• Unilever, Mars, Incorporated, and PepsiCo announce significant reductions in virgin plastic use by 2025
  • Analysis carried out for the report shows that on average around 60% of business signatories’ plastic packaging is reusable, recyclable or compostable today. Through the Global Commitment, they have committed to making this 100% by 2025
  • Government signatories including France, Rwanda, the UK, and the cities of São Paulo (Brazil) and Austin (USA), are putting in place policy measures that include bans, public procurement, extended producer responsibility (EPR) schemes, fiscal measures, and incentives for research and development
  • The Ellen MacArthur Foundation and the UN Environment Programme call for more businesses and governments to sign the commitment and continue to raise the ambition level.

This announcement is an important step in the Foundation’s mission to accelerate the transition towards a circular economy. Launched in 2018, the Global Commitment now includes over 400 signatories, which are aligned on a path to build a new plastics economy. Business signatories, including companies representing 20% of all plastic packaging produced globally, are working to eliminate the plastic we don't need, to innovate so that all plastic we do need is 100% reusable, recyclable, or compostable, and to circulate all the plastic we use.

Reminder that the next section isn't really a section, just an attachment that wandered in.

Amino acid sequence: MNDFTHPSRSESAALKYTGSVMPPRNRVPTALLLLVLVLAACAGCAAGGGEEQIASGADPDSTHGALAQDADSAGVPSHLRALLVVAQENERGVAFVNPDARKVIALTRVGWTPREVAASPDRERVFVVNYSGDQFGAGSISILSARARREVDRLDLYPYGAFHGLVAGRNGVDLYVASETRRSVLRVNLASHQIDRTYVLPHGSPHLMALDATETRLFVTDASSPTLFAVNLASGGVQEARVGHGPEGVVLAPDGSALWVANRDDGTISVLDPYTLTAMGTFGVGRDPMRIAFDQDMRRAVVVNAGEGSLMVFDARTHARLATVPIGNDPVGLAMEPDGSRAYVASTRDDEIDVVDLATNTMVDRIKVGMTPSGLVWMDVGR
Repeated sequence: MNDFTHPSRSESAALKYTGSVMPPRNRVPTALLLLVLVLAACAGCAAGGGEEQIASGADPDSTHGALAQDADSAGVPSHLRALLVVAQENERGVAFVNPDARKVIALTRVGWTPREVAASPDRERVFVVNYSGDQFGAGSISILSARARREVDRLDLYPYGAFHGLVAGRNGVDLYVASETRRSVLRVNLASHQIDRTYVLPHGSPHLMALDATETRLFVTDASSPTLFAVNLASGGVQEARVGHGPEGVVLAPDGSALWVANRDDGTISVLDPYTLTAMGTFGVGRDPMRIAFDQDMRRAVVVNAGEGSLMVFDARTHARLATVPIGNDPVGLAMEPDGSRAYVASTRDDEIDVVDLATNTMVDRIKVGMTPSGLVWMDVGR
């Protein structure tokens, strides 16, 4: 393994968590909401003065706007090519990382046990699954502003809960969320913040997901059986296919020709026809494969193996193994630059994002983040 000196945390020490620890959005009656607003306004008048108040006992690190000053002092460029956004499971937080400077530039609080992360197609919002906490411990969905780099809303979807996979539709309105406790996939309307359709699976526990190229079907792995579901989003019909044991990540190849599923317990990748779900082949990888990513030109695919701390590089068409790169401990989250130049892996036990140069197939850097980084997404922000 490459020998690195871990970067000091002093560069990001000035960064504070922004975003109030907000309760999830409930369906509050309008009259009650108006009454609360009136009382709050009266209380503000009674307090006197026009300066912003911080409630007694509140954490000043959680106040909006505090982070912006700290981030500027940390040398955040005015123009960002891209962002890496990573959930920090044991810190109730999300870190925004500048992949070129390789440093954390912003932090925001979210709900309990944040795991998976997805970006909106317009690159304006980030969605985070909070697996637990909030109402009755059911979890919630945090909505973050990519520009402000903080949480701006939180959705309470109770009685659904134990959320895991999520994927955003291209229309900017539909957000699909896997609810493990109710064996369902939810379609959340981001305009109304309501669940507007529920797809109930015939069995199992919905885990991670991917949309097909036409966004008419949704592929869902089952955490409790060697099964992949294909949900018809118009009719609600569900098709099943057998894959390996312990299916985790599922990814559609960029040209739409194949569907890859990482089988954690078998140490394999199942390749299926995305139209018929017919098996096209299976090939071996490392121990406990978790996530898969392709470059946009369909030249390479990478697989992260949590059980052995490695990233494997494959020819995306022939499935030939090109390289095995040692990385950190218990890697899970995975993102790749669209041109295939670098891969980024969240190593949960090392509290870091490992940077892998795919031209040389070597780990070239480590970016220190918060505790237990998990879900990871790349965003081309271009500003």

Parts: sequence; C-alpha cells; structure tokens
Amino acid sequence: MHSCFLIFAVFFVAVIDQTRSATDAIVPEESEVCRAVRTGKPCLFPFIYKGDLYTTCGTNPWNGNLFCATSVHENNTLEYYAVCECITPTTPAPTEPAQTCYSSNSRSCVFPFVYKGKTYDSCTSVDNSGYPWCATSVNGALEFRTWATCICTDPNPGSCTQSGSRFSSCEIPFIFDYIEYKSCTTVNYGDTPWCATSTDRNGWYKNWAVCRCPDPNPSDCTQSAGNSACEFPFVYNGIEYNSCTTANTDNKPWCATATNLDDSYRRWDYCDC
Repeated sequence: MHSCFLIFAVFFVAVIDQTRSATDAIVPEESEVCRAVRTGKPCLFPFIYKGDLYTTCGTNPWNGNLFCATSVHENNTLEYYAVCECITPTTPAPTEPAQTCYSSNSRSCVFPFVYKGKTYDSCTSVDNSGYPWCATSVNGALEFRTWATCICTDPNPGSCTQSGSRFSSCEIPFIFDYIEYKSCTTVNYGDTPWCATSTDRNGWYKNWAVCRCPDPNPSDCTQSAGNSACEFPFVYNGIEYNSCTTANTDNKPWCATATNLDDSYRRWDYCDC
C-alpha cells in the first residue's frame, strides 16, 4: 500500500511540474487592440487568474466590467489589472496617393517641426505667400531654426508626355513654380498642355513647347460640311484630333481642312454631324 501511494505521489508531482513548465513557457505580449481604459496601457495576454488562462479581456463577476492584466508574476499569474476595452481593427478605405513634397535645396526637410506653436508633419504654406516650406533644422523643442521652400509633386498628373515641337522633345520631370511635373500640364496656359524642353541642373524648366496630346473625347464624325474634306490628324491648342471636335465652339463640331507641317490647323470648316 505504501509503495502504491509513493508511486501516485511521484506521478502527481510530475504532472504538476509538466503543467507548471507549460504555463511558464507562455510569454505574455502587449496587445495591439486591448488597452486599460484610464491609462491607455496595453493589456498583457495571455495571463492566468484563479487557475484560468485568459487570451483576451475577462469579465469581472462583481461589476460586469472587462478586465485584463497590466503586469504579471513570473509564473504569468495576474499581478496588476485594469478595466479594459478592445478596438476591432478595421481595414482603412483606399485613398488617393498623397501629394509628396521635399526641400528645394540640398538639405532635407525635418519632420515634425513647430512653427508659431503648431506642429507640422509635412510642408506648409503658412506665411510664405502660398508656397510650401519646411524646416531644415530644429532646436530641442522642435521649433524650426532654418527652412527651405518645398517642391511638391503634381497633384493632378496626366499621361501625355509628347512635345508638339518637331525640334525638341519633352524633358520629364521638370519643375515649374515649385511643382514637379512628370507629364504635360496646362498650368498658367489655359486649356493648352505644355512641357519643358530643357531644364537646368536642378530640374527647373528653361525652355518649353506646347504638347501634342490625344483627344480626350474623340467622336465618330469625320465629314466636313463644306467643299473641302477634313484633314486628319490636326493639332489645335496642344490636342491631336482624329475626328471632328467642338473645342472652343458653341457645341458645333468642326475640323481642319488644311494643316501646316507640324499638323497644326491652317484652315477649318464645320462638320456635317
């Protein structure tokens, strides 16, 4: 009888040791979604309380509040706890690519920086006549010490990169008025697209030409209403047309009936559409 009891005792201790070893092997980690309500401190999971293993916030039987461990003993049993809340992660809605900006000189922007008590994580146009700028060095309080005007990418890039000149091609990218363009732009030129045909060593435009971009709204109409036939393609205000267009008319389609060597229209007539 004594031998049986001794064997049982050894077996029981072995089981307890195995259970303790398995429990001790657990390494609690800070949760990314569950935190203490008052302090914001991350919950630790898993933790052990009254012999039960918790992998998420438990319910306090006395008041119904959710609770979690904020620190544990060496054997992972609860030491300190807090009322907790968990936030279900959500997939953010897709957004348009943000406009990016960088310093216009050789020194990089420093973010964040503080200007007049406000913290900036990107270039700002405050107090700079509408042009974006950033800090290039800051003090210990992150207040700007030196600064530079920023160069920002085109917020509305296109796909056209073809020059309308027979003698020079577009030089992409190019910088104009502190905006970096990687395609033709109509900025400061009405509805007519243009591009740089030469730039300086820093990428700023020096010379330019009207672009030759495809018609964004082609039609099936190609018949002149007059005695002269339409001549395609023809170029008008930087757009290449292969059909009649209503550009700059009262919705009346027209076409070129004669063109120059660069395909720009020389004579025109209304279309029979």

To find out more visit www.newplasticseconomy.org

31 Jan 2020 to 01 Feb 2020
International Cradle to Cradle Congress 2020

The International Cradle to Cradle Congress - the world's largest platform for C2C - will take place in Berlin from 31 January to 1 February 2020.

24 Oct 2019

The r2pi project will hold its final conference in Brussels on 24 October 2019 to present its findings on drivers and barriers to circular business models.

La Tête dans les Nuages creates multicoloured bean bags out of exhausted hot air balloons

La Tête dans les Nuages gives a second chance to hot air balloons, advertising posters and polystyrene packaging, which would otherwise go to waste, by upcycling them into bean bags.

24 Oct 2019
European Social Innovation competition visual

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City: 
Brussels
Country: 
Belgium

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Find out about Europe’s top social innovations challenging plastic waste at the European Social Innovation Competition awards ceremony on 24 October 2019 in Brussels.

Starlinger develops a closed loop model for polypropylene 'big bags'

starlinger recycled big bag

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Country: 
Austria